Before antibiotics, sleeping outdoors was believed to help sufferers by exposing them to cold, pure air (image of TB tent circa 1913 courtesy City of Toronto Archives)

Fighting tuberculosis, promoting public health: the legacy of Sir William Gage at U of T

It was the biggest public health issue of the 19th and early 20th centuries, known to many as “the White Plague” because of the pale skin of its sufferers, who were wracked by chronic cough, fever and weight loss.

Today, we know it as tuberculosis – a highly infectious disease spread when an infected person coughs or sneezes and spreads bacteria into the air.

Although no longer a widespread threat in Canada, TB has infected more than one-third of the world's population and close to two million people globally die from TB annually. 

The desire to fight the scourge of TB led Sir William Gage, a Toronto-based publisher, to donate $100,000 in 1911 to build a headquarters for the National Sanatorium Association at 223 College Street.That building, now the Gage Research Institute at the University of Toronto's Dalla Lana School of Public Health, celebrated its 100th anniversary on February 10 with more than 75 faculty, staff, students, alumni, partners and descendants of Gage in attendance.

“Sir William Gage was a pioneer who had a strong influence on public health in Ontario and Canada,” says Howard Hu, dean of the Dalla Lana School of Public Health. “Through his philanthropy and commitment, he built early infrastructure and fueled the innovative thinking that underpinned Canada's public health response to tuberculosis.”

Gage was not a physician, yet his ambition and foresight allowed Toronto to emerge as an early global leader in the treatment and prevention of TB. But why did this publisher — who left U of T’s medical school in the 1860s to pursue a career in publishing — devote considerable time and resources to the study and combat of TB?

Legend has it that in his youth he knew a blacksmith who was the sole survivor of a family of 14; his siblings and parents all died from the disease. Then, in 1890, the death of the youngest son of Gage's close friend Hart Massey inspired Gage to devote considerable time and personal wealth to the establishment of TB sanatoria to care for the sick, and preventive strategies designed to protect the healthy.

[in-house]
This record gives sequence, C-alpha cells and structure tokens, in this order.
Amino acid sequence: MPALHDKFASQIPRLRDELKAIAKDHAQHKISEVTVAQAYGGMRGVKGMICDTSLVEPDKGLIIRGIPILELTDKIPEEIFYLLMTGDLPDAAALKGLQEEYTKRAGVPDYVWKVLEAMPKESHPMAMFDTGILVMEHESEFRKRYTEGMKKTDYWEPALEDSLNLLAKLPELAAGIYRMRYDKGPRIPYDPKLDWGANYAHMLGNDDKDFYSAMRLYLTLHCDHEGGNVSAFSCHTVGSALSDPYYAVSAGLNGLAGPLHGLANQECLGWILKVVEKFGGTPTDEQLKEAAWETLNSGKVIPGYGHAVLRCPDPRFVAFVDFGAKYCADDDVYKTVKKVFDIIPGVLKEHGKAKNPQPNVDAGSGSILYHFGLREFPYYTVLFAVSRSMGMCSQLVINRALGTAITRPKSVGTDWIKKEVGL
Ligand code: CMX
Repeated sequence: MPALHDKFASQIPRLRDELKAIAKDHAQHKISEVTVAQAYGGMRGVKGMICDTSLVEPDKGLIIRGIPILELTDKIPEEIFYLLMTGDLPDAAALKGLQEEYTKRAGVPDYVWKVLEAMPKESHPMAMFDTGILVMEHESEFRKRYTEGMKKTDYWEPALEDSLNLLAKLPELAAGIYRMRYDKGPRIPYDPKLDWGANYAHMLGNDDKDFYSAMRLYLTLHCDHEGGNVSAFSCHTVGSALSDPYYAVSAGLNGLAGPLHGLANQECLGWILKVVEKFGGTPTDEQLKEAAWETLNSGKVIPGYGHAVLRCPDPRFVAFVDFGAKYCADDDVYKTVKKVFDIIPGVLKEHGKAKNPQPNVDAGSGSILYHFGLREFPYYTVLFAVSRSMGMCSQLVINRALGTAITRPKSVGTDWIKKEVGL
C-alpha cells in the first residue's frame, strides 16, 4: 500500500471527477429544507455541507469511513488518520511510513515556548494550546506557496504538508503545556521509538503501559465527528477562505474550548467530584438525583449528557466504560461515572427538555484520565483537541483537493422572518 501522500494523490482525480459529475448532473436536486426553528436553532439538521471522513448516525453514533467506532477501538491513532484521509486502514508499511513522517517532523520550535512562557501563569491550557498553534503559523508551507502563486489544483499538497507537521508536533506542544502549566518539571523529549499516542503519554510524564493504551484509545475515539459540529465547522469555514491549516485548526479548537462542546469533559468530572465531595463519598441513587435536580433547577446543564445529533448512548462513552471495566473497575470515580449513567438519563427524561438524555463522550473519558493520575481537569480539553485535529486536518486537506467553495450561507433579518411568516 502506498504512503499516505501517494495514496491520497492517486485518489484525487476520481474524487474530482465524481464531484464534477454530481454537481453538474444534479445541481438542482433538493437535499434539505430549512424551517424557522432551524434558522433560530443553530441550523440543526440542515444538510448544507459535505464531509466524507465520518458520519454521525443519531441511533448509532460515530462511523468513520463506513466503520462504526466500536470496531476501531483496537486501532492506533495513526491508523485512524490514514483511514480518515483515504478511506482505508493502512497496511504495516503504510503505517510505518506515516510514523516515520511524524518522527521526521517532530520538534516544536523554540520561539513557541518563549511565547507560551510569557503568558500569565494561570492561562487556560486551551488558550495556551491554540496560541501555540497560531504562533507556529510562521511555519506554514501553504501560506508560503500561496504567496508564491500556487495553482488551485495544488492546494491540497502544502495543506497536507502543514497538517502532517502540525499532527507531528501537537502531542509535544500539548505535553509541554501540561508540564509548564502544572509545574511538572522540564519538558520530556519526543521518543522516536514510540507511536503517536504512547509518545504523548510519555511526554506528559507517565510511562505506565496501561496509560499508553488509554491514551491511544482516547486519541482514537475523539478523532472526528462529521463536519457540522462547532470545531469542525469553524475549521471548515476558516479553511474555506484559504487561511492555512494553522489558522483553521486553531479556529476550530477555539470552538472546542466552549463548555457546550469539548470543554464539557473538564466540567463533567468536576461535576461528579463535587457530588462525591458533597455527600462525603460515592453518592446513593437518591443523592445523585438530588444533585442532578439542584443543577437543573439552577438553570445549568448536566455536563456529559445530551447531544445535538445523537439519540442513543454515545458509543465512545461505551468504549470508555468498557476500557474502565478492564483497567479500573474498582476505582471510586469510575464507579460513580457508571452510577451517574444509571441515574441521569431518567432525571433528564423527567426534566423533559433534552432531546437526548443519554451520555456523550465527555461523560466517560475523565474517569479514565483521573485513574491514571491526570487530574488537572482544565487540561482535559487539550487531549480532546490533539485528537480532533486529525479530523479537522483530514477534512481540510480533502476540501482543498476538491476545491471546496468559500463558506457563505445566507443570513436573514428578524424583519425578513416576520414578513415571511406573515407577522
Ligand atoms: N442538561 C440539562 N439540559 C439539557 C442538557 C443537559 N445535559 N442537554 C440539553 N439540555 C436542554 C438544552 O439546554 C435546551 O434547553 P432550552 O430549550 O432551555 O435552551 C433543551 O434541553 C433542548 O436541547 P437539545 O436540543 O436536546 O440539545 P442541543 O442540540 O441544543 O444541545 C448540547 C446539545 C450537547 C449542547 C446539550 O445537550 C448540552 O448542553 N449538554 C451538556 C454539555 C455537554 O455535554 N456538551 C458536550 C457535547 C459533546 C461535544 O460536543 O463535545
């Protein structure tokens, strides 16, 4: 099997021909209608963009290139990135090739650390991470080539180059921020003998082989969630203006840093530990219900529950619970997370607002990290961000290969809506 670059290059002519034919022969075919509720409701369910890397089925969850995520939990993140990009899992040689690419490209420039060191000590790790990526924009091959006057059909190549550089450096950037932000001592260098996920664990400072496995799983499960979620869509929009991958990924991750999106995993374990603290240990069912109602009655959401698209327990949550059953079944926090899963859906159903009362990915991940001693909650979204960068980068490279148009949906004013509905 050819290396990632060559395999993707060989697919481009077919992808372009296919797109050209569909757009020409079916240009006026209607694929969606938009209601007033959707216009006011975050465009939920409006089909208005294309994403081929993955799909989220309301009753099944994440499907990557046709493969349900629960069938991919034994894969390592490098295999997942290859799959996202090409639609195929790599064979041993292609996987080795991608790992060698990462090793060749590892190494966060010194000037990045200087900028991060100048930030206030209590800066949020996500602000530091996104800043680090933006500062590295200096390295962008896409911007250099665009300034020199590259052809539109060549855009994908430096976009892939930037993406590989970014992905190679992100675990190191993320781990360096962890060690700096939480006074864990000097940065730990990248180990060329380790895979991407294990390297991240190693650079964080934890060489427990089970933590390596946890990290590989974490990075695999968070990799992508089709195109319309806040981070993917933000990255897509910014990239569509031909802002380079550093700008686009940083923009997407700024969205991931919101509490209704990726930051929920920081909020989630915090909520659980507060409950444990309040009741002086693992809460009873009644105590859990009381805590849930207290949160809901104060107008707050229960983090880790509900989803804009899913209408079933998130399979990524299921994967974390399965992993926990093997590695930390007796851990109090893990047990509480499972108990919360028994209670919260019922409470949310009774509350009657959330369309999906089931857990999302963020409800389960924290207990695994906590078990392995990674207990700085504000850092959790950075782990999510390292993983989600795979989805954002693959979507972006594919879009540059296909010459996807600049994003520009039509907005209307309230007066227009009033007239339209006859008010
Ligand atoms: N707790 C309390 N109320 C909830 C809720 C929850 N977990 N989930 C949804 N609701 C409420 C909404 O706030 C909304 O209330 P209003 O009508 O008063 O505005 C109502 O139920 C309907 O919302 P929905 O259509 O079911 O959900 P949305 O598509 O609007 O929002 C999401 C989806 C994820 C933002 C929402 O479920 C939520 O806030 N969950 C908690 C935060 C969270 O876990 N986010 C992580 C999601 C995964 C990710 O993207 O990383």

Gage's keen interest in providing sanatoria for those suffering the disease arose from the observations of medical opinion leaders at the time that fresh air, moderate exercise and a nutritious diet greatly improved health and well-being. This pivotal influence of environment on health remains a central theme in public health that rings true today.

Gage didn’t just fund infrastructure. He also supported prevention efforts by investing in public health nurses who ran community outreach activities. These nurses educated families about the dangers and proper care for tuberculosis patients and conducted free screening.

As a result, TB rates in Toronto dropped drastically and by the 1970s, the era of tuberculosis was considered history. From 1971 to 1994, the Gage Research Institute was established with National Sanatorium Association, U of T, and the Toronto Western Hospital as partners, with a focus on air health effects.

photo of Gage BuildingThe partnership was reconfigured as the Gage Occupational and Environmental Health Unit in 1995 to include St. Michael's Hospital and the Department of Community Medicine. With the re-establishment of the Dalla Lana School of Public Health in 2009, this cluster of faculty formed the core of the School's Division of Occupational & Environmental Health.

“Understanding and celebrating history helps us connect our contemporary work to communities of the past and find inspiration in the process,” said James Scott, head of the School’s division of occupational and environmental health, housed in the Gage building.

Today, researchers in the division are studying air health effects in outdoor and indoor environments, contributing evidence to support smarter transit policy and strategic greenspace development, among other areas.

“One hundred years later, Sir William Gage’s vision of the importance of the environment as a key determinant of health remains alive and well within the School,” said Scott.

“I appreciate the gravitas and passion the building researchers bought to their science and I am honoured to build on their legacy.”

Nicole Bodnar is a writer with the Dalla Lana School of Public Health at the University of Toronto.

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